The World Championship at the Crucible has been postponed due to the coronavirus pandemic. While we wait in hope for the tournament to go ahead later this year, Sporting Life is profiling the players who have gone all the way to glory in Sheffield. Here's the first part of our look at the champions, from Spencer to Johnson.
Spencer will always occupy a special place in snooker's history. Three times a world champion, Spencer was the first to triumph at the Crucible when the tournament moved there in 1977.
When the Lancastrian first won the title, in 1969, it was a very different event, with the final held at London's Victoria Hall - legend has it that Spencer had to ask his bank for a £100 loan to cover the entry fee. Spencer claimed the title again in 1971, although the tournament was actually played between September and November 1970 in Australia. Answers on a postcard please.
By this time, Spencer was becoming better known to the public, having twice won Pot Black, the special new event shown by the BBC. And snooker was making its first tentative steps into the big time when Spencer, then 41, won at the Crucible. He beat John Pulman 18-16 in a dramatic semi-final, before seeing off Cliff Thorburn 25-21 in the final.
Spencer played on until the nineties, and remained heavily involved with the game. He had a spell as chairman of the World Professional Billiards and Snooker Association, and was a commentator with the BBC. Spencer died in 2006 at the age of 70.
Reardon was the dominant player of the seventies and ranks as an all-time great of the sport. The former miner and policeman won six world titles in that decade, including four in a row. The last of those in 1978 was by a distance the most high profile, when the Crucible hosted the tournament for the second time.
With the 1977 tournament being such a resounding success, the BBC greatly increased their coverage to take in the whole of the 1978 event. And millions of viewers were hooked. Welshman Reardon saw off Australian Eddie Charlton 18-14 in a gruelling semi-final, to set up a meeting in the final with South Africa's Perrie Mans. Reardon beat Mans 25-18 in the marathon three-day showpiece to make it a glorious six world crowns - he is still the oldest world champion, at 45 years and six months.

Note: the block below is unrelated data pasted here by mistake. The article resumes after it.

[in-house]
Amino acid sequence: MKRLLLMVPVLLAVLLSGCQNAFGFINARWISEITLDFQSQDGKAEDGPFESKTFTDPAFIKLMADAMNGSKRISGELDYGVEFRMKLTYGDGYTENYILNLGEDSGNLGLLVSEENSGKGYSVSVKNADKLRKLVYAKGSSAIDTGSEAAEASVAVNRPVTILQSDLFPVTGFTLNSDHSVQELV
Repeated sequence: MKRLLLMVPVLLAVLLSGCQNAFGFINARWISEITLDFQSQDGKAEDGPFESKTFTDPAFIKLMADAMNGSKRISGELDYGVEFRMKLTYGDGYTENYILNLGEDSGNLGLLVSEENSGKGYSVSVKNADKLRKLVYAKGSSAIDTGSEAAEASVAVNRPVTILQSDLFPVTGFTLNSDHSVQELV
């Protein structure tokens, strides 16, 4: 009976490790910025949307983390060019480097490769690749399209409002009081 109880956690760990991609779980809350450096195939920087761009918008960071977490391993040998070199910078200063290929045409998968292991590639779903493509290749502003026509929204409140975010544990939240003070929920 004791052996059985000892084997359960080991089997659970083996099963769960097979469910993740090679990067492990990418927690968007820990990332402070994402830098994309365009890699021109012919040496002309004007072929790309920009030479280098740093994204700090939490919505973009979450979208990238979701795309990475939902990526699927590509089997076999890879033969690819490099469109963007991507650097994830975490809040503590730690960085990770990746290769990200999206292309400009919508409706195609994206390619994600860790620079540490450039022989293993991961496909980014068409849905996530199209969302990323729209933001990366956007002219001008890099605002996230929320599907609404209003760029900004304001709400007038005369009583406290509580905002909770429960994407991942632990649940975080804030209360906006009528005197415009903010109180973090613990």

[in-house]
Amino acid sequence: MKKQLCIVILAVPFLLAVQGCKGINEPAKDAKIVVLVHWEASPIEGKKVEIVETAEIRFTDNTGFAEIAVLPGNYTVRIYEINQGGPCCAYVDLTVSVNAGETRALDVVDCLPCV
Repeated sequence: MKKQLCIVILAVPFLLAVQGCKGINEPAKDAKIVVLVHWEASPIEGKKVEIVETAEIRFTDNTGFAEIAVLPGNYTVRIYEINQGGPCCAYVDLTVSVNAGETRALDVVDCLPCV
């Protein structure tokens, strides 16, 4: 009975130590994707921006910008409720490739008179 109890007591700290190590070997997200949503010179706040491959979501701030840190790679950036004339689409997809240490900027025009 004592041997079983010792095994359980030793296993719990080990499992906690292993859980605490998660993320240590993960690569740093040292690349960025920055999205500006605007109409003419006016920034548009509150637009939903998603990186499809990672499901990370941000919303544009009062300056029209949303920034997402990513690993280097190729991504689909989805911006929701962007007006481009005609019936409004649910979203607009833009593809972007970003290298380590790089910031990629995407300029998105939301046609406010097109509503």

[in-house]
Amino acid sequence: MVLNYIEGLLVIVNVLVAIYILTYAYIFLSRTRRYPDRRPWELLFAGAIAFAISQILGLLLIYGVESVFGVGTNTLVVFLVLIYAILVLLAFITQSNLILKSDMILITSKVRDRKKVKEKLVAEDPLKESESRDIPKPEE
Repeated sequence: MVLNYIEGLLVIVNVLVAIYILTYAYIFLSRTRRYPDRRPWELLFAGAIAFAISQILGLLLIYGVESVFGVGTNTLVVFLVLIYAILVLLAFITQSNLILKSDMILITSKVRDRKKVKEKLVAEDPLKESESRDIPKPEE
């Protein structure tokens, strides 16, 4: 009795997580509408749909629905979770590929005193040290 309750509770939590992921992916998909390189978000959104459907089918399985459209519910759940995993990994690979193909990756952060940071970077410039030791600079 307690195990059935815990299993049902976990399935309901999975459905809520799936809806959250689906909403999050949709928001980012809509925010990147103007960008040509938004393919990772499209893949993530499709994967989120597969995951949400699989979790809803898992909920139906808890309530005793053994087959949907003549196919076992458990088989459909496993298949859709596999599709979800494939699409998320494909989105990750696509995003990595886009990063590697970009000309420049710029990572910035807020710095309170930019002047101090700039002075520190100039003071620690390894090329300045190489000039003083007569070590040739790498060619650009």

Reardon made his last appearance at the Crucible in 1987, and carried on as a professional until the early nineties. He remained involved with the sport after that, and spent some time coaching Ronnie O'Sullivan. Now aged 87, he still enjoys playing and watching the game.
It was in so many ways a fairytale victory for Griffiths in 1979. The Welshman had a variety of jobs early in his life, including miner, bus conductor, and postman, while also enjoying a fine amateur career. Griffiths hadn’t even been a professional for a year when he came through qualifying to reach the 1979 World Championship at the Crucible.
A 13-12 victory over Alex Higgins in the quarter-finals gave Griffiths, then 31, belief he could go all the way. And he then edged out Charlton 19-17 in a gruelling semi-final. "I'm in the final now, you know," Griffiths said to the BBC's David Vine, a phrase that would become iconic in the game's history.
He needed one more push in the final against Dennis Taylor, and he performed brilliantly on the final day - which started with the scores level at 15-15 - winning nine of the ten frames played to land a life-defining 24-16 victory.